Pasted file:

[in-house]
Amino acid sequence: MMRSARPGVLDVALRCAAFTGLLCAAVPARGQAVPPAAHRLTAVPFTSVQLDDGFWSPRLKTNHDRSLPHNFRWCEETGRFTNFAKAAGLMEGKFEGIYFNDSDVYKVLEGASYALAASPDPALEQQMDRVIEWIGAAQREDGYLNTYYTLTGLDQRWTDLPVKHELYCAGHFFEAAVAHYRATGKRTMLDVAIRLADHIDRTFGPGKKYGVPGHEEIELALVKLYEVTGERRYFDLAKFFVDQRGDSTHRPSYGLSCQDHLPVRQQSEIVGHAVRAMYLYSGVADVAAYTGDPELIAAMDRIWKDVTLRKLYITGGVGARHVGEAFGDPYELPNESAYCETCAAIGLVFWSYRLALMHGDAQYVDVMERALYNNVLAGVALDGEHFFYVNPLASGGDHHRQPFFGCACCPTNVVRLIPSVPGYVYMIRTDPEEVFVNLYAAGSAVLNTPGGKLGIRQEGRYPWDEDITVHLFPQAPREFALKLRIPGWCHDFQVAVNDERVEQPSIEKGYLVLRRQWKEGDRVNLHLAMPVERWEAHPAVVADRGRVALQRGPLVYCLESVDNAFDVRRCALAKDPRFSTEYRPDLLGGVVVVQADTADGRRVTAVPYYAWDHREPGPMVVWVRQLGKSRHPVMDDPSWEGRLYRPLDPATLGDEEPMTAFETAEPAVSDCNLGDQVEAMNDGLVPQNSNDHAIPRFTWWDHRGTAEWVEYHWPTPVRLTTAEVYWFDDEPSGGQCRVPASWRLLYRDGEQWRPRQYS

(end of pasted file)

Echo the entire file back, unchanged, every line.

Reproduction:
[in-house]
Amino acid sequence: MMRSARPGVLDVALRCAAFTGLLCAAVPARGQAVPPAAHRLTAVPFTSVQLDDGFWSPRLKTNHDRSLPHNFRWCEETGRFTNFAKAAGLMEGKFEGIYFNDSDVYKVLEGASYALAASPDPALEQQMDRVIEWIGAAQREDGYLNTYYTLTGLDQRWTDLPVKHELYCAGHFFEAAVAHYRATGKRTMLDVAIRLADHIDRTFGPGKKYGVPGHEEIELALVKLYEVTGERRYFDLAKFFVDQRGDSTHRPSYGLSCQDHLPVRQQSEIVGHAVRAMYLYSGVADVAAYTGDPELIAAMDRIWKDVTLRKLYITGGVGARHVGEAFGDPYELPNESAYCETCAAIGLVFWSYRLALMHGDAQYVDVMERALYNNVLAGVALDGEHFFYVNPLASGGDHHRQPFFGCACCPTNVVRLIPSVPGYVYMIRTDPEEVFVNLYAAGSAVLNTPGGKLGIRQEGRYPWDEDITVHLFPQAPREFALKLRIPGWCHDFQVAVNDERVEQPSIEKGYLVLRRQWKEGDRVNLHLAMPVERWEAHPAVVADRGRVALQRGPLVYCLESVDNAFDVRRCALAKDPRFSTEYRPDLLGGVVVVQADTADGRRVTAVPYYAWDHREPGPMVVWVRQLGKSRHPVMDDPSWEGRLYRPLDPATLGDEEPMTAFETAEPAVSDCNLGDQVEAMNDGLVPQNSNDHAIPRFTWWDHRGTAEWVEYHWPTPVRLTTAEVYWFDDEPSGGQCRVPASWRLLYRDGEQWRPRQYS